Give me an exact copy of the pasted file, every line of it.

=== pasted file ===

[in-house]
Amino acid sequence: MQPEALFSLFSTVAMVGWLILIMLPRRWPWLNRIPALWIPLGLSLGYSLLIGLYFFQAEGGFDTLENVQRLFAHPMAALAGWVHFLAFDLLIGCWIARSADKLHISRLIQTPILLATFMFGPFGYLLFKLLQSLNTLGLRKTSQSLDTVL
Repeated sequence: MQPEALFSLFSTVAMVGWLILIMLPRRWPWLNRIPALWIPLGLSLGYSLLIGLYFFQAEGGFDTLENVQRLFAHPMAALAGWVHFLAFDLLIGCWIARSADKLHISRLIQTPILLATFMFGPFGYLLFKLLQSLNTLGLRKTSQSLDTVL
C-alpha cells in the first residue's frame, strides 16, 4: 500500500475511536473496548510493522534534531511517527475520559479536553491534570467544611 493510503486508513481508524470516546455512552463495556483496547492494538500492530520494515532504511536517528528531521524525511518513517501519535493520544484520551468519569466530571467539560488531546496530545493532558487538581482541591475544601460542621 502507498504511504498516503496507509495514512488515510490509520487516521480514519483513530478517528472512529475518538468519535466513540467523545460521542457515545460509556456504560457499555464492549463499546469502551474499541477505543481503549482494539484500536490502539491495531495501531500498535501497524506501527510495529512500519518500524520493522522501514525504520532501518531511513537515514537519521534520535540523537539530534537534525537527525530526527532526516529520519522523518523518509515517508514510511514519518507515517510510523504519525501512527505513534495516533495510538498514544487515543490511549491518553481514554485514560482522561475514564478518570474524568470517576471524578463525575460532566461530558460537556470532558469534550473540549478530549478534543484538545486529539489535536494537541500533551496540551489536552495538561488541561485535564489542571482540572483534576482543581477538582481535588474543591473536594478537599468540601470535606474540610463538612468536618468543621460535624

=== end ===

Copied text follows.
[in-house]
Amino acid sequence: MQPEALFSLFSTVAMVGWLILIMLPRRWPWLNRIPALWIPLGLSLGYSLLIGLYFFQAEGGFDTLENVQRLFAHPMAALAGWVHFLAFDLLIGCWIARSADKLHISRLIQTPILLATFMFGPFGYLLFKLLQSLNTLGLRKTSQSLDTVL
Repeated sequence: MQPEALFSLFSTVAMVGWLILIMLPRRWPWLNRIPALWIPLGLSLGYSLLIGLYFFQAEGGFDTLENVQRLFAHPMAALAGWVHFLAFDLLIGCWIARSADKLHISRLIQTPILLATFMFGPFGYLLFKLLQSLNTLGLRKTSQSLDTVL
C-alpha cells in the first residue's frame, strides 16, 4: 500500500475511536473496548510493522534534531511517527475520559479536553491534570467544611 493510503486508513481508524470516546455512552463495556483496547492494538500492530520494515532504511536517528528531521524525511518513517501519535493520544484520551468519569466530571467539560488531546496530545493532558487538581482541591475544601460542621 502507498504511504498516503496507509495514512488515510490509520487516521480514519483513530478517528472512529475518538468519535466513540467523545460521542457515545460509556456504560457499555464492549463499546469502551474499541477505543481503549482494539484500536490502539491495531495501531500498535501497524506501527510495529512500519518500524520493522522501514525504520532501518531511513537515514537519521534520535540523537539530534537534525537527525530526527532526516529520519522523518523518509515517508514510511514519518507515517510510523504519525501512527505513534495516533495510538498514544487515543490511549491518553481514554485514560482522561475514564478518570474524568470517576471524578463525575460532566461530558460537556470532558469534550473540549478530549478534543484538545486529539489535536494537541500533551496540551489536552495538561488541561485535564489542571482540572483534576482543581477538582481535588474543591473536594478537599468540601470535606474540610463538612468536618468543621460535624